We have covered in this blog multiple health issues attributed to vaping. and teeth To name a few, we can find news about: vaping and seizures, vaping and lung disease; vaping and acute respiratory problems, vaping leading to death, vaping and popcorn lungs, vaping and wet lungs, vaping and formaldehyde.
And now, we have “vaping and tooth decay” or “vaping and teeth sensitivity”. What’s next? We don’t know, but we assume sensational and pseudo-scientific journalism will prepare some more fake and biased news for the upcoming weeks.
It’s amusing, but I have found a report about one case of a man that quit smoking for vaping. Furthermore, this man, in order to quench the dry mouth, he drank soft drinks. As a result of that, “this combination” left him with disastrous tooth decay, enamel erosion and tooth loss. In other words, poor oral hygiene caused his tooth problems.
I this article, I will cover the real fact about vaping and the effects of vaping on gums and teeth. Real or myth? Let’s see…
Vaping and teeth
Most of questions about vaping and teeth are: can vaping cause tooth decay? Does vaping cause yellow teeth? Or just simply: is vaping bad for your teeth?
The fast answer to these questions is “no”. Vaping doesn’t cause tooth decay nor yellow teeth.
However, propylene glycol can dry your mouth. If you feel your mouth dry after vaping, try to hydrate yourself with enough water. Nonetheless, some people that suffer from xerostomia may experience dryer mouth after vaping.
Vaping and xerostomia: what’s xerostomia?
Xerostomia is basically a lack of production of saliva. Xerostomia causes accumulation of bacteria in your mouth and hence the formation of plaque. In other words, saliva acts as natural cleanse for your mouth.
Usually, xerostomia is a symptom of various medical health issues. For instance, it is a common side effect of radiation to head and neck or side effects caused by many medicines.
However, it’s extremely unlikely that a vaper develops xerostomia. Perhaps, if you inhale e-liquids for 24 hours non-stop, then and perhaps then! You’ll develop xerostomia.
Vaping and mouth problems don’t have any connection. Moreover, the aforementioned case, was caused by a combination of soft drinks and vaping. To sum up, it was the soft drinks and lack of hygiene what caused tooth decay in that specific case.
Vaping and wisdom teeth?
This is another common concern. Can I vape after I get my wisdom teeth out? Usually physicians don’t recommend to smoke or vape nicotine two weeks prior a surgical operation. Generally, doctors advise against smoking because it increases the probability of getting a dry socket (a painful dental condition that may happen after tooth extraction). Apparently, tobacco smoking increases the probability of getting a dry socket by 12%. However, although not recommended to vape at least 48 hours after surgery, there is no scientific data to state that vaping can increase the chances of getting a dry socket.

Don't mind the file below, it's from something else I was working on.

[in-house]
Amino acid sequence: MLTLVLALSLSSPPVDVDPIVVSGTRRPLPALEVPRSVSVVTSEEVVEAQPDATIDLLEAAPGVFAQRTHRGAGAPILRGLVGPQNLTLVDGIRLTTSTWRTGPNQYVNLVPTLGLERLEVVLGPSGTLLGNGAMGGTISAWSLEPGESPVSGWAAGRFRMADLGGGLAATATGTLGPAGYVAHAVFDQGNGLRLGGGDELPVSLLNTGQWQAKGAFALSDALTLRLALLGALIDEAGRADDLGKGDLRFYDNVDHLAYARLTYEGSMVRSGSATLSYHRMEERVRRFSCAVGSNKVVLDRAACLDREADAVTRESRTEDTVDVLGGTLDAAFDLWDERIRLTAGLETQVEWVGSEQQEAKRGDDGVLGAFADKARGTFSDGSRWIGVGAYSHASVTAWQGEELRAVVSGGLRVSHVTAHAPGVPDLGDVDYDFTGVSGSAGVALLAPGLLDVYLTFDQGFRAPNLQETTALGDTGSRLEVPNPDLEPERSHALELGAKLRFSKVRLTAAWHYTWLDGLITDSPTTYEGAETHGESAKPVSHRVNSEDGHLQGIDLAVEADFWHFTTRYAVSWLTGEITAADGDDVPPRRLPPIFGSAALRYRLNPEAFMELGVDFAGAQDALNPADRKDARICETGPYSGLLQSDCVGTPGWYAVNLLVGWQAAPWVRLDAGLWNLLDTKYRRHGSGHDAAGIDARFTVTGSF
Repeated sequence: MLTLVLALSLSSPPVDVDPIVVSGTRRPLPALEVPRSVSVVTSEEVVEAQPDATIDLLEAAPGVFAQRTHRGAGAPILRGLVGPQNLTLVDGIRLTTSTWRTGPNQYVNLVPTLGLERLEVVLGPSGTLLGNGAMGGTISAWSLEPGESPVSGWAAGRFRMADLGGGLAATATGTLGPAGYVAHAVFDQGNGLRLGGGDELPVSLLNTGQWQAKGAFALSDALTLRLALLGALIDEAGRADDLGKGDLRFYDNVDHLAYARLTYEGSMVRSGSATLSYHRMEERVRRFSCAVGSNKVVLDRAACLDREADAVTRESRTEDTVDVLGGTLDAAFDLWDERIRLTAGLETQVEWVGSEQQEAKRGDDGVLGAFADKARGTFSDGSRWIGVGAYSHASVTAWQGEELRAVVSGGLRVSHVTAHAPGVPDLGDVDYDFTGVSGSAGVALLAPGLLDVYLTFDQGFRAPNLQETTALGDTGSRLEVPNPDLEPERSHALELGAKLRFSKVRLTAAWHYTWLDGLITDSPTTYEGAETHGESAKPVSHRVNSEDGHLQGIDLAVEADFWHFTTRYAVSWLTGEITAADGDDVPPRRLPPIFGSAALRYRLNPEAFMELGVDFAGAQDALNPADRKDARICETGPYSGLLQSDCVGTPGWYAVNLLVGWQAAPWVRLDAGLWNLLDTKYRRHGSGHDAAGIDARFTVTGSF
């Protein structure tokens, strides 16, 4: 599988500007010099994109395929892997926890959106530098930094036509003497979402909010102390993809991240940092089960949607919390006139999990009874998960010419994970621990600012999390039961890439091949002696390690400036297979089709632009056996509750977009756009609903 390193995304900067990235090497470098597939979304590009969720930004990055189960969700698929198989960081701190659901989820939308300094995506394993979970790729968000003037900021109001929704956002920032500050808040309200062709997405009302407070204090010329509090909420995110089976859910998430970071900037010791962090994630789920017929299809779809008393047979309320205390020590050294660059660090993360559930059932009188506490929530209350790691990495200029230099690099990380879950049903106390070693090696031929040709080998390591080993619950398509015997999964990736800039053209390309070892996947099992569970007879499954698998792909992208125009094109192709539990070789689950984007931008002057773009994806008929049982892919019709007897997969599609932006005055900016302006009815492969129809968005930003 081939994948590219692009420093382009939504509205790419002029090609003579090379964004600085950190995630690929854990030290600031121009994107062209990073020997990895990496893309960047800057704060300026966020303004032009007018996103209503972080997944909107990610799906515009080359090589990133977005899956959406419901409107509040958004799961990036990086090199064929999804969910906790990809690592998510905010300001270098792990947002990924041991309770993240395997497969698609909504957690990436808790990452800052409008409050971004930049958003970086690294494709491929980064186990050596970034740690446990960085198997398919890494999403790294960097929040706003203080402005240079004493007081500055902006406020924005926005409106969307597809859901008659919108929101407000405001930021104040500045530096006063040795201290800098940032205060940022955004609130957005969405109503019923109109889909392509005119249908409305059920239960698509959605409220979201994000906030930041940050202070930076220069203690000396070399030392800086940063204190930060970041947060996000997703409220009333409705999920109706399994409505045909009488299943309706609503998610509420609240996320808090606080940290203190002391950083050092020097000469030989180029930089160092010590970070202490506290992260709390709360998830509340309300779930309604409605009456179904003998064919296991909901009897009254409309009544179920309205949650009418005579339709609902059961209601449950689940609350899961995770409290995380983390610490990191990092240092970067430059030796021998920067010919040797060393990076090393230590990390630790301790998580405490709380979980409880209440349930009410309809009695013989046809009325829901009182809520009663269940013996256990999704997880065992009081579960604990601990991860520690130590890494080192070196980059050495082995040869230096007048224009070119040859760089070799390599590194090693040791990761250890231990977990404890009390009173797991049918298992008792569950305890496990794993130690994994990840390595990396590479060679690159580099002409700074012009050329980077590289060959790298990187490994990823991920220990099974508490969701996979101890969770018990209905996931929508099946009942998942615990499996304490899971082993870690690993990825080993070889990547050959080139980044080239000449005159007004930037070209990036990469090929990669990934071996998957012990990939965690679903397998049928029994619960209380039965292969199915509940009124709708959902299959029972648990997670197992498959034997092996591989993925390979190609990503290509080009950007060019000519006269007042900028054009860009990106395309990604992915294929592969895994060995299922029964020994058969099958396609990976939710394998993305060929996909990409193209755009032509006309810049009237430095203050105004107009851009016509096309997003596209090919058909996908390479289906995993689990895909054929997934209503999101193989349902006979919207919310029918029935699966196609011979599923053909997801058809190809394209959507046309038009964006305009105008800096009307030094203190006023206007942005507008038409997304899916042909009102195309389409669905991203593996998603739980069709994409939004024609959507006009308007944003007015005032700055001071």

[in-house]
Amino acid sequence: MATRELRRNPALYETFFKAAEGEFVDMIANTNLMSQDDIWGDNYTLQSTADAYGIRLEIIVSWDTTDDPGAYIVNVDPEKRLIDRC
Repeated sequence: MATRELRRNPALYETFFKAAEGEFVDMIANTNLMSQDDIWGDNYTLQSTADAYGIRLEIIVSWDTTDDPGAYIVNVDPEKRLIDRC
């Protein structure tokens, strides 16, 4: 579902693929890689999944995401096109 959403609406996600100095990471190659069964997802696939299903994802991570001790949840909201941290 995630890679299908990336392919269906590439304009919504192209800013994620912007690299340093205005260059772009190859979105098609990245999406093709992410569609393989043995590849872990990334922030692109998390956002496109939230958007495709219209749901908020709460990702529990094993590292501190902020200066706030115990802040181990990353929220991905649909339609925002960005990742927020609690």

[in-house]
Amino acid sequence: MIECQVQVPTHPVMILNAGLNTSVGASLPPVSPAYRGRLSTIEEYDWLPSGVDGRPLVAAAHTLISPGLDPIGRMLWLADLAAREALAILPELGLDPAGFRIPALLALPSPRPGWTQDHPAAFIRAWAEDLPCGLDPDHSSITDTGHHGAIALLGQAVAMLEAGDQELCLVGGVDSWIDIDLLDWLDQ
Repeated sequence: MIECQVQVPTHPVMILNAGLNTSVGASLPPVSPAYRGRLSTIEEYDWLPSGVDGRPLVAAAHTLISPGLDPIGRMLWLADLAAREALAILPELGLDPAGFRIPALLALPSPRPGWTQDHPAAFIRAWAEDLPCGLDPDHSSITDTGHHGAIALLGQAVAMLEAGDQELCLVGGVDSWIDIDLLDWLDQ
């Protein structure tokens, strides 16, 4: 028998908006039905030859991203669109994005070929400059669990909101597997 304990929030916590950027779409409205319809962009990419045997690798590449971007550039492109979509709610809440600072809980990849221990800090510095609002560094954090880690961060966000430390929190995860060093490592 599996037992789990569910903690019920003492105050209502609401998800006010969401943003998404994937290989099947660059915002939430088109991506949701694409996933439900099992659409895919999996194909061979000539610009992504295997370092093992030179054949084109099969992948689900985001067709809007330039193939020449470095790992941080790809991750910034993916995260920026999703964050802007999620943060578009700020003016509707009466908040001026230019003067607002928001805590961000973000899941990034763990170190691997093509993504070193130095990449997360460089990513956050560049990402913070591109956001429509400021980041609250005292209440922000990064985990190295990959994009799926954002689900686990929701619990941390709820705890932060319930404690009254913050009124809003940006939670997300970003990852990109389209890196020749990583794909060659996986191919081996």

What causes tooth decay?
Firstly, let me say this. I floss and brush my teeth every day every time after my meals. This and good teeth genetics are fundamental for a perfect hygiene and dental health. Moreover, white teeth are beautiful, but this isn’t the most important part when we talk about mouth and hygiene. As a matter of fact, this is about oral hygiene and not just the white and beautiful teeth. For instance, a poor oral hygiene not only affect your teeth (tartar, cavities…) but your gums as well (pyorrhea or periodontal disease).
Lack of oral hygiene is what causes negative effects on your teeth and gums. To sum up, vaping and effects on gums and teeth isn’t something you need to worry about.
Vaping and mouth sores?
Vaping and mouth sores is another common question. However, we are talking about the same issue. If you don’t suffer from a lack of saliva production (xerostomia), you won’t experience any kind of teeth and mouth sore problems.
Vaping and mouth sores are, however, a common concern for many vapers. This concern stems from tobacco smoking and a worsening of cold sores. For instance, tobacco smoking isn’t recommended if you suffer from cold sores.
In addition, a lack of C vitamin may worsen your cold sores, but vaping doesn’t have anything to do with it. In other words, it’s doesn’t lead to a cold sore.
To sum up, vaping and mouth sores isn’t something you need to worry about as long as you have a good oral hygiene.
In conclusion, the effects of vaping on gums and teeth are minimal.
Effects of vaping on gums and teeth: teeth staining
Firstly, this is something I have also heard in some articles. Vaping and teeth staining and vaping causing stains on your teeth. However, vaping won’t stain your teeth unless you use some sort of coloring. Nonetheless, it’s very unlikely that you’ll get stains.
For instance, some vape juices contain dyes and the pores of your teeth may absorb them. However, it’s more a question of keeping a good oral hygiene (flossing your teeth and brushing your teeth three times a day) than vaping and teeth staining.
In addition, you probably drink coffee every day. To sum up, you should probably worry more about coffee and teeth staining than vaping and teeth staining.
Effects of vaping on gums and teeth: Conclusion
First of all, it’s understandable the concerns that vapers have about vaping and tooth decay, the effects of vaping on gums and teeth or if you can vape after you get your wisdom teeth out.
Furthermore, there is a lot of misinformation that leads to misunderstandings. Additionally, some news mention cases about tooth decay after vaping, but they only mention one particular case of a man who vapes and drinks liters of soft drinks. Of course, this specific case isn’t cause by vaping but by poor health and oral hygiene habits.
Finally, vaping and teeth staining aren’t correlated. In other words, vaping won’t stain your teeth.